Most of us walk around carrying a small, sensor-infused computer. We call these devices “smartphones,” and they have more computing power and memory than the Apollo Space Capsules did when they went to the moon. Our phones contain sensors that detect movements, determine magnetic north, and even pinpoint us in relation to rotating satellites.
Our smartphones are incredible mini-trackers that can be used for both good and bad. On the good side, they can be used to help us know more about our health and behaviors. On the bad side, a lot of talk centers on privacy concerns, especially in relation to social media and internet usage but also go back to revelations about government surveillance and our smart phone data too. People seem worried about privacy and personal data, even though few know what data they actually have.
We should promote greater data protection and privacy, but we shouldn’t ignore the incredible opportunities we can gain from personal data too. So, while the bulk of the discussion these days is about personal data is on the negative’s, like data leaks and data privacy, I believe it’s a good time to try to understand the actual data we do have and how personal data and self-tracking might be used for self-improvement and even self-transformation.
For example, one of the most robust repositories about human health is on our smartphones, wearables and activity trackers. Leveraging a few sensors, our phones and wearables are able to interpret our movement patterns and tell us how many steps we took, how many stairs we climbed, how often we stood up, and many other activities. If you use a wearable with a Heart Rate Sensor, you can also capture your resting, active and sleeping heart rate and even know how long you slept too.
There are various ways and reasons why people track their lives, but when it comes to recording their daily movements, the most common method is with a wearable, activity tracker or smart watch. According to a Statista infographic, the most used wearables today are Fitbit, Apple Watch, Garmin, Mi-Band from XiaoMi, and Fossil. Interestingly, there are dozens of other devices with a much smaller marketshare but which offer an additional array of sensors to track other data points like blood pressure and HRV.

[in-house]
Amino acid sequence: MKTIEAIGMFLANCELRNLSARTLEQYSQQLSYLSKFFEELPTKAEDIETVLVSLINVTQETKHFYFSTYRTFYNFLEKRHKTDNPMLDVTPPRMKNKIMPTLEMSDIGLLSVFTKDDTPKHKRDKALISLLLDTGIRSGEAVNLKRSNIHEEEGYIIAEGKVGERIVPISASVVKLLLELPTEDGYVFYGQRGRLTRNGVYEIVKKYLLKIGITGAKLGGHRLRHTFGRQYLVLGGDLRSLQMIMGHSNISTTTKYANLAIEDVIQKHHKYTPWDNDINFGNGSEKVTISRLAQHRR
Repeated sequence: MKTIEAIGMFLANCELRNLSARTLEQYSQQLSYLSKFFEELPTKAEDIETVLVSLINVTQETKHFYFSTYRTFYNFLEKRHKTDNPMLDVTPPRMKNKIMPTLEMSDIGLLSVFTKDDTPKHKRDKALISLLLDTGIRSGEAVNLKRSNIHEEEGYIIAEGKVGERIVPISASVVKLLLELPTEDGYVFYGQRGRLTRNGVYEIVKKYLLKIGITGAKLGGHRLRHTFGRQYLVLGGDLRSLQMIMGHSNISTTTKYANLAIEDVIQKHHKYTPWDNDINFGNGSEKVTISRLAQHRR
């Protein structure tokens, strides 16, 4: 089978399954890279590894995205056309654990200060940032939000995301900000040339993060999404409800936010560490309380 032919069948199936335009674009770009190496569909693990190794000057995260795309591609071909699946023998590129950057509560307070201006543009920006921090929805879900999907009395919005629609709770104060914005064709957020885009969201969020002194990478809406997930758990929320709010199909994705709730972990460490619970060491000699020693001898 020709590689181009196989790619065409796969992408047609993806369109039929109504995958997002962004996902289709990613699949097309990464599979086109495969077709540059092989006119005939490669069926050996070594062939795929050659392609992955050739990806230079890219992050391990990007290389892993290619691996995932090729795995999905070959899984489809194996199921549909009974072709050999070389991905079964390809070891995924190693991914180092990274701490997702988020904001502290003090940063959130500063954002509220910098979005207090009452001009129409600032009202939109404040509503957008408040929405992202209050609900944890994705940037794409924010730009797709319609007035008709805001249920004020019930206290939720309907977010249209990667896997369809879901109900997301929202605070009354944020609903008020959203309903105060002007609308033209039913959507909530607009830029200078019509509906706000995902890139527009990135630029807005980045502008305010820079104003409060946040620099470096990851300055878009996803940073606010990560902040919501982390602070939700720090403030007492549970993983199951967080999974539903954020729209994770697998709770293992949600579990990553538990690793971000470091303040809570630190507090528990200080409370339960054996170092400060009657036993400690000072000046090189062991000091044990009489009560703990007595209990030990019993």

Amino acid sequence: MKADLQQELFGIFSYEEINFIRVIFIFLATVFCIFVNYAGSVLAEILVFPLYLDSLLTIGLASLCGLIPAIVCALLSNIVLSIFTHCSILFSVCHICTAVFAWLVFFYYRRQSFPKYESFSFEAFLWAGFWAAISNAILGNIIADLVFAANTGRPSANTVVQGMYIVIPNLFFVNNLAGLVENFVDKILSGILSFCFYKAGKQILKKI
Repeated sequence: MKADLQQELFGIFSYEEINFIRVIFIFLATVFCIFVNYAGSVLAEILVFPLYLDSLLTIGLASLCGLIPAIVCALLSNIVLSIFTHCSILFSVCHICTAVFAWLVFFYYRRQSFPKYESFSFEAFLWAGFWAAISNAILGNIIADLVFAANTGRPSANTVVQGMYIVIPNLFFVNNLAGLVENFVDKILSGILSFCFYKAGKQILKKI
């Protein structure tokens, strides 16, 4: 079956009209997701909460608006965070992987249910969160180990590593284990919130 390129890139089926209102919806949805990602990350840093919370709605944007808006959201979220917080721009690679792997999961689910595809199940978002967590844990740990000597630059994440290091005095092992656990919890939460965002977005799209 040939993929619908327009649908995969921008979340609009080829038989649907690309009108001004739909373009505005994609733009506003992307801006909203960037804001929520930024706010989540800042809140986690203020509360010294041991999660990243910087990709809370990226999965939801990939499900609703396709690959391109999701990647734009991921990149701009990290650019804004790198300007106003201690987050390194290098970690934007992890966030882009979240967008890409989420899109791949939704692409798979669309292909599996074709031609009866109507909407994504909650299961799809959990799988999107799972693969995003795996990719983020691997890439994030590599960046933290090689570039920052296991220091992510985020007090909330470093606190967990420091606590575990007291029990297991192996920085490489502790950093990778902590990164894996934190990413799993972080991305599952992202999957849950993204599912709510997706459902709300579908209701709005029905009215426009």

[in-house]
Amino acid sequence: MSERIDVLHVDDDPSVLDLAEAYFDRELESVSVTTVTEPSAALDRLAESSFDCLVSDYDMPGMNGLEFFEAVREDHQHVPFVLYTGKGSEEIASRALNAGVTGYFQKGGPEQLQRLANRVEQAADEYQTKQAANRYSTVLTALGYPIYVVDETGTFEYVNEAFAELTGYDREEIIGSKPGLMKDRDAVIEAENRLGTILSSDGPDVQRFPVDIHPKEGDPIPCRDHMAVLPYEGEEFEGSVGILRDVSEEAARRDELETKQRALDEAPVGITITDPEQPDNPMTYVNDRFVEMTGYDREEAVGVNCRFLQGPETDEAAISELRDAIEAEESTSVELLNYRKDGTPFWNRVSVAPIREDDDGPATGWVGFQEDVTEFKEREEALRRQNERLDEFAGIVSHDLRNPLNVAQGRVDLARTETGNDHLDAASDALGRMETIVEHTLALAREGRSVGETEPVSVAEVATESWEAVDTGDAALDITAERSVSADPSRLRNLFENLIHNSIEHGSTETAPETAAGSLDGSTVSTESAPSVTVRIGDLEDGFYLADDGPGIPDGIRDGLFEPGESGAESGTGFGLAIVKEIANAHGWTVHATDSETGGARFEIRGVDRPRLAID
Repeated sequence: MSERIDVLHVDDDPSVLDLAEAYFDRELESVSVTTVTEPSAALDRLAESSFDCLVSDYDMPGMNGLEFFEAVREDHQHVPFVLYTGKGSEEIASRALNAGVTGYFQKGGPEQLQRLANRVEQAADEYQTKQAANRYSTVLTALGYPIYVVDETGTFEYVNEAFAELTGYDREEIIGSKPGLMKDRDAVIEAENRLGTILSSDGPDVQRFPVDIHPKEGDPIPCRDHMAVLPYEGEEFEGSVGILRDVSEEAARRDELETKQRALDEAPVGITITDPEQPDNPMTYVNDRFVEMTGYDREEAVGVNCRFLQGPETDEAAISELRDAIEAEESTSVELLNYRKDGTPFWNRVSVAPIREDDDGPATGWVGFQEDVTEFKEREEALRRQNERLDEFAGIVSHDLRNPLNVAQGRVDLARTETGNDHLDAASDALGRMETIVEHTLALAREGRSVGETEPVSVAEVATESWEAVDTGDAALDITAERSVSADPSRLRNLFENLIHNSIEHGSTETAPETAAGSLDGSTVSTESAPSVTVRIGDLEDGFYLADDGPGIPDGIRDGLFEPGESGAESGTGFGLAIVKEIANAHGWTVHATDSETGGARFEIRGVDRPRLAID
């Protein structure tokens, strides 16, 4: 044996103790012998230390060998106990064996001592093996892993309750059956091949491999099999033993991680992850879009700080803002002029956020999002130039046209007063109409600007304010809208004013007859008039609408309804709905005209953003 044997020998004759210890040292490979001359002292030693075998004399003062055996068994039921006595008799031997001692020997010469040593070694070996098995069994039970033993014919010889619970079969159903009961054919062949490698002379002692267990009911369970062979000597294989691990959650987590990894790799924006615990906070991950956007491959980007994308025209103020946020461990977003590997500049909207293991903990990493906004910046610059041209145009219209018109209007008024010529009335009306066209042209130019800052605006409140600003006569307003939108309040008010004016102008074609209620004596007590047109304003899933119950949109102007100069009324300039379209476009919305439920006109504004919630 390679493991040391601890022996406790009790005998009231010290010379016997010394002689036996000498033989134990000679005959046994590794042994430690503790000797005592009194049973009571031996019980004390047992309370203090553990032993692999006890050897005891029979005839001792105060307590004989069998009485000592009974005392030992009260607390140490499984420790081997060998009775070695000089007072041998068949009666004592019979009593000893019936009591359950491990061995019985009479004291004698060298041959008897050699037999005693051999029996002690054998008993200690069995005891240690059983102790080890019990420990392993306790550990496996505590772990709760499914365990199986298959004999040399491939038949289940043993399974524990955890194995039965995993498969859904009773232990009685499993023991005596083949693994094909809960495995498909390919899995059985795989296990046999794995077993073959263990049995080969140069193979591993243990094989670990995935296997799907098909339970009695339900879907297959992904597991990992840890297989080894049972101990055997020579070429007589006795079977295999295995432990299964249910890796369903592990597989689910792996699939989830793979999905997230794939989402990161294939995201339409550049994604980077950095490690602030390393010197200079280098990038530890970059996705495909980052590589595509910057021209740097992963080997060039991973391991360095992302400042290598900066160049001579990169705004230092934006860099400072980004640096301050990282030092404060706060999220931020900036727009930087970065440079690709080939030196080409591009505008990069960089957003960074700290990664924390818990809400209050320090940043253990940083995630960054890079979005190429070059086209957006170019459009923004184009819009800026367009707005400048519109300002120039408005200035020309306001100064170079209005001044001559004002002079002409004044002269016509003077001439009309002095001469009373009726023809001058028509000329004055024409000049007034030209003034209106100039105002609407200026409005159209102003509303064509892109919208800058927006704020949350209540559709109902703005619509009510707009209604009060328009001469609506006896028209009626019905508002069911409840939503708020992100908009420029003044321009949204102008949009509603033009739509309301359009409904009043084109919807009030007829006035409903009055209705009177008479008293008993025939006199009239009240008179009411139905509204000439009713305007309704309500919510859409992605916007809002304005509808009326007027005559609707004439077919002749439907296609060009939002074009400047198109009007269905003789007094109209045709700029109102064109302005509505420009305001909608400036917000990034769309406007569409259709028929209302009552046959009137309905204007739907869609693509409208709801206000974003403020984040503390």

I recently created an open source project called Quantified Self Ledger. These are a collection of Python scripts that help to collect, process and aggregate data from various services like Fitbit, Apple Health, RescueTime and more. The initial goal is to collect and aggregate various self-tracking data. The end goal is to build a personal data dashboard and hopefully one day leverage it for more sophisticated data science and machine learning. In this post, I want to look at Apple Health. For example, how to export, parse and do some data analysis on your Apple Health data using Python. In later posts, we will look at a few other data points and tracking services.
If you are an Apple user, then your iPhone has been tracking your steps and a host of other health metrics. Some are directly recorded by the phone. Others are logged via other health apps that store their data into the Apple Health repository. If you also regularly wear an Apple Watch during the day, during workouts and at night, then you have even more data, like Heart Rate, VO2 Max, and possibility even Sleep.
In this post, we will be exploring Apple Health Data. First, we will look at some methods for exporting your Apple Health data, either using Apple’s raw export or an aggregated version using QS Access app. Second, we will then use some code to parse and process our raw Apple Health logs into more usable formats. Third, we will do some data exploration and data processing, so we can understand patterns and trends. Finally, we use this data to create some data visualizations in Python.
Whether you are merely curious or are trying to use tracking to support lifestyle changes and better habits, hopefully by the end of this post, you’ll understand what data you are collect and hope to start engaging with that data.